In contrast, the man who can throw off his frustrations by giving a pretty girl a wink or letting his mind play with a new idea, and the woman who can get rid of her irritations by helping a friend or by buying a becoming hat or dress will be freer to experience new sensations of love and delight at the end of the day.
Many people cut themselves off from happiness and true sexual fulfillment by being over-anxious about secondary virtues such as neatness, attractiveness, and “good taste.” We are constantly bombarded day and night by slogans which warn us against opening our mouths if we haven’t recently gargled with the latest mouthwash; caution us against allowing ourselves to come close to someone if we have forgotten to use a deodorant; and admonish us (if we are women) not to shed a tear if our mascara isn’t waterproof.
I once had a patient who complained to me that his wife frequently said, “Not tonight, please, I’ve just had my hair done.” Another had a wife who would break away from a passionate embrace to take a quick look in the mirror. Moreover, after her face had been artistically repaired, she actually expected her husband to be able to take up again just where he’d left off!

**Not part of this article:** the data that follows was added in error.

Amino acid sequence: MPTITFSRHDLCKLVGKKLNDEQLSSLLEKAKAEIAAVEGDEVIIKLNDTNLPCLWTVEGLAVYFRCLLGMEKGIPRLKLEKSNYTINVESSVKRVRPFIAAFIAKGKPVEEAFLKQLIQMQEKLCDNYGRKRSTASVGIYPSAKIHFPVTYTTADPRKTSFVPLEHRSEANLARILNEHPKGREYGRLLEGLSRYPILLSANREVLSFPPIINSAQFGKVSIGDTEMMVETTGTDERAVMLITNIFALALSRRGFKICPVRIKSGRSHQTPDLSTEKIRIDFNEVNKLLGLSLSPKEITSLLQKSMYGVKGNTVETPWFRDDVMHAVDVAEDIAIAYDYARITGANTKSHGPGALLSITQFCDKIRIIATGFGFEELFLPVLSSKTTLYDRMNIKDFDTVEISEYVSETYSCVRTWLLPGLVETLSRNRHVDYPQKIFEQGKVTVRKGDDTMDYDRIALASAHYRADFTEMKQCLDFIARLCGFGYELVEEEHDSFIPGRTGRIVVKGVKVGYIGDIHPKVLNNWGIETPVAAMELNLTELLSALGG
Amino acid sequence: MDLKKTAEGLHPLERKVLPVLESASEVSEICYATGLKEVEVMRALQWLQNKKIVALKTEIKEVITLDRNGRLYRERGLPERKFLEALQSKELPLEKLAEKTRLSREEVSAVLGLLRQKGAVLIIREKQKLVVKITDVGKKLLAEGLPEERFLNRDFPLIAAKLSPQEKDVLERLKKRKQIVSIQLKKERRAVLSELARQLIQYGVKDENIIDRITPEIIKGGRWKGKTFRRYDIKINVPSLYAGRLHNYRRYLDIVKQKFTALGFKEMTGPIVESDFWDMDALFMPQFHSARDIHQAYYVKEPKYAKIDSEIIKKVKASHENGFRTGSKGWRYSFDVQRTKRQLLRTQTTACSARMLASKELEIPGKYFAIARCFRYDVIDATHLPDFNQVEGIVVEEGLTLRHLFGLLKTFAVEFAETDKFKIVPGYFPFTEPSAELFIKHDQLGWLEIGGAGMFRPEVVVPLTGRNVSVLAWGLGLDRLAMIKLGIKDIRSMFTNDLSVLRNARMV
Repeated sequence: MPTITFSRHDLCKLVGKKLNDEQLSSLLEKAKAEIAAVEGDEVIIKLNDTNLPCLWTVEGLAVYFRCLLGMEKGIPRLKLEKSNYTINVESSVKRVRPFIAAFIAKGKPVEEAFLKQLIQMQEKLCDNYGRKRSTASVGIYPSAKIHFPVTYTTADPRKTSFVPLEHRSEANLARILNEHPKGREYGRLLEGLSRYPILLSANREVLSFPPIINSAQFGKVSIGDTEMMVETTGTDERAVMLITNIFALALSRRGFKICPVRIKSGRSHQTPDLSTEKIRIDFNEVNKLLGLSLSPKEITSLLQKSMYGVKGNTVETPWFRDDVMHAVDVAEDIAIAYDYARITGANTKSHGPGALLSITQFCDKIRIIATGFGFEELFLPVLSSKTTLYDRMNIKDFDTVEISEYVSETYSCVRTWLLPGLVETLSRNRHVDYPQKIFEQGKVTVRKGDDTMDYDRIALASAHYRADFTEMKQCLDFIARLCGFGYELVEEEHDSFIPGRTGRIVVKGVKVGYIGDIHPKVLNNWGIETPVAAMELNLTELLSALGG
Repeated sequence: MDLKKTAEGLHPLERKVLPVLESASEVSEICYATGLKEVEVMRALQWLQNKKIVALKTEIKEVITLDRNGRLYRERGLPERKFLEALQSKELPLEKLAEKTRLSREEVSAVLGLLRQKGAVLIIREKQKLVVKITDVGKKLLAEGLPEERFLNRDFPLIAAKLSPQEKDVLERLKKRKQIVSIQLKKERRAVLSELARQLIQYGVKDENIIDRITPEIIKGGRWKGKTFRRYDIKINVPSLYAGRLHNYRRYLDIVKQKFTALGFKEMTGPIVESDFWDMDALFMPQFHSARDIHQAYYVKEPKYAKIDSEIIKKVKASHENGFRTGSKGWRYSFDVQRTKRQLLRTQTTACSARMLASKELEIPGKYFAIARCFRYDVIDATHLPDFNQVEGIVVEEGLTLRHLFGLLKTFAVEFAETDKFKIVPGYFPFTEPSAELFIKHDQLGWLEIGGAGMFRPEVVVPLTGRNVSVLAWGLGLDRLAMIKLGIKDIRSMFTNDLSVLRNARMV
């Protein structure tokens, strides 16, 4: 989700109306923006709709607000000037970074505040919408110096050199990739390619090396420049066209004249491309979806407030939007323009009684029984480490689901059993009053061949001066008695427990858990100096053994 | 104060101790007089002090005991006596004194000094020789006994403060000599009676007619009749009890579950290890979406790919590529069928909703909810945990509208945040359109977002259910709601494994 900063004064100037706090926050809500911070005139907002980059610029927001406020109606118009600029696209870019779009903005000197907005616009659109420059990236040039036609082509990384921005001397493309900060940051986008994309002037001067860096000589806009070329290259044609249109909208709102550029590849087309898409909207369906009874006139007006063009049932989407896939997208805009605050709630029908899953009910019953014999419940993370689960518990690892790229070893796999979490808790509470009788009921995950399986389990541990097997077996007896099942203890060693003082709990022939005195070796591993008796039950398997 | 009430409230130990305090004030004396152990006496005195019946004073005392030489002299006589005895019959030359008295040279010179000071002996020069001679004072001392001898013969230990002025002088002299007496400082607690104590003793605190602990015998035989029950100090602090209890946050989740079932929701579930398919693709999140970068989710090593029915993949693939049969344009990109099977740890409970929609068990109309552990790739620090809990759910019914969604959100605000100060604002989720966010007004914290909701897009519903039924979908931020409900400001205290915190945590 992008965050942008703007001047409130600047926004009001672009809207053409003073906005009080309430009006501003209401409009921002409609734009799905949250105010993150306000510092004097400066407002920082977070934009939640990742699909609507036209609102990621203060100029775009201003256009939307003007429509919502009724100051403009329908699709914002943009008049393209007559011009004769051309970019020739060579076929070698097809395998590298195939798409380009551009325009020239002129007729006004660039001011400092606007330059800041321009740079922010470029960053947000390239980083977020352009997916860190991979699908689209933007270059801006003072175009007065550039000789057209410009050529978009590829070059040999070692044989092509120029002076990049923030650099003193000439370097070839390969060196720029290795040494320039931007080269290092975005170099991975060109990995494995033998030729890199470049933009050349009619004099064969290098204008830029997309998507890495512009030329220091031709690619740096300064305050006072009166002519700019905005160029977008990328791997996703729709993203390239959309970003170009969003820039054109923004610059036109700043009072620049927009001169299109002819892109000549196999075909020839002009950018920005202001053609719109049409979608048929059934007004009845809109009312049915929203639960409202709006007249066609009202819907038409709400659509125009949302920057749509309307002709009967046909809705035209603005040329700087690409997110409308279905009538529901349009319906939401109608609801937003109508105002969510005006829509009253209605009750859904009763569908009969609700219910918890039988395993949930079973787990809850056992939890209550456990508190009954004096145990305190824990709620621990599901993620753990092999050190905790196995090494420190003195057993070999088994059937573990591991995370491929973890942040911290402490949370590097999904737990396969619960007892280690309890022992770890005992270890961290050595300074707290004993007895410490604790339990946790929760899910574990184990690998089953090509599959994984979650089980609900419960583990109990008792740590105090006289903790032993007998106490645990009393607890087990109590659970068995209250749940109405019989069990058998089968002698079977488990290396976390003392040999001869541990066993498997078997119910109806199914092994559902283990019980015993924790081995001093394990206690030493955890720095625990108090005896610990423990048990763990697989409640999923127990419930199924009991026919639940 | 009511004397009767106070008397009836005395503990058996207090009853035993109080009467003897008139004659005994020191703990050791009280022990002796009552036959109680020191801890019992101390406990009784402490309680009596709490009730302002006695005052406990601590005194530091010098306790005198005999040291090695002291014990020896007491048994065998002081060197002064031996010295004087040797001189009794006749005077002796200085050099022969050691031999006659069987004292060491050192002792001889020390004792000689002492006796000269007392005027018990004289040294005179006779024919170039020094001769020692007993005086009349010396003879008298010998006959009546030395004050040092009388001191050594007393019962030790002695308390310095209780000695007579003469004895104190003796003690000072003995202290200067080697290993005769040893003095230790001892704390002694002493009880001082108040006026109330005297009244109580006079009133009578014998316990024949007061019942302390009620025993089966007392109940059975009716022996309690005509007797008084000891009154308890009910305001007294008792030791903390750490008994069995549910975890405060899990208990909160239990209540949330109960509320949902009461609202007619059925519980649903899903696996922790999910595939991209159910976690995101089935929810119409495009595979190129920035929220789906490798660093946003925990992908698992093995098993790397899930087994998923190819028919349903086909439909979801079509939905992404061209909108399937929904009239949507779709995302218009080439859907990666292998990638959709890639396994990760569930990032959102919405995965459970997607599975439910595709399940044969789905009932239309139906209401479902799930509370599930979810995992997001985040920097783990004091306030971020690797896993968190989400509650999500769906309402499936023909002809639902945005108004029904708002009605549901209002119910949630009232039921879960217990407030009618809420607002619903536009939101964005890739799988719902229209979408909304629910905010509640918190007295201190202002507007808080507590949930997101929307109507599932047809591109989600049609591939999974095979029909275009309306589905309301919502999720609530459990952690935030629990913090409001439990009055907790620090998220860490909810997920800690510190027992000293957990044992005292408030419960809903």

Here Is Universal Things About Importance of Sex You Wish You Knew Before.
Needless to say, this woman was a cold woman and suffered greatly because of it. Being unresponsive to her husband’s impulses, she was not able to catch the urges that originated in her own body and act on them in the way that makes for inspiring partnership in the sex act.Similarly, the woman who can’t persuade herself to go to bed just once without first putting on her nightgown, or to go to breakfast before applying her foundation lotion, will have a difficult time making the transition from conventional behavior to spontaneity and passion. She may well be more frigid than her easygoing sister. The ability to enjoy the act of love to its fullest requires us to accept many new and unpredictable —even uncontrollable—sensations.
First we must accept the body changes that precede orgasm. These include the expanding of the abdomen and the distending of the breasts (both in male and female), as well as the weightlessness of the limbs and the all-over softening and thawing.
Then, after we have learned to accept and enjoy these body changes, we must go one step, further and give way to the temporary loss of identity—what Freud described as the “oceanic feeling” that accompanies the orgasm itself. The neurotic, being unsure of his identity, is unable to tolerate these body changes and this temporary loss of ego boundaries.
O n e t a l l , graceful and lovely looking female patient, for instance, used to arrive at my office beautifully groomed, every hair on her well-shaped dark head neatly in place. She talked in an artificial, boarding-school voice. Her movements were abrupt and angular. Although she had been married for 12 years, she had never experienced sexual arousal—let alone orgasm.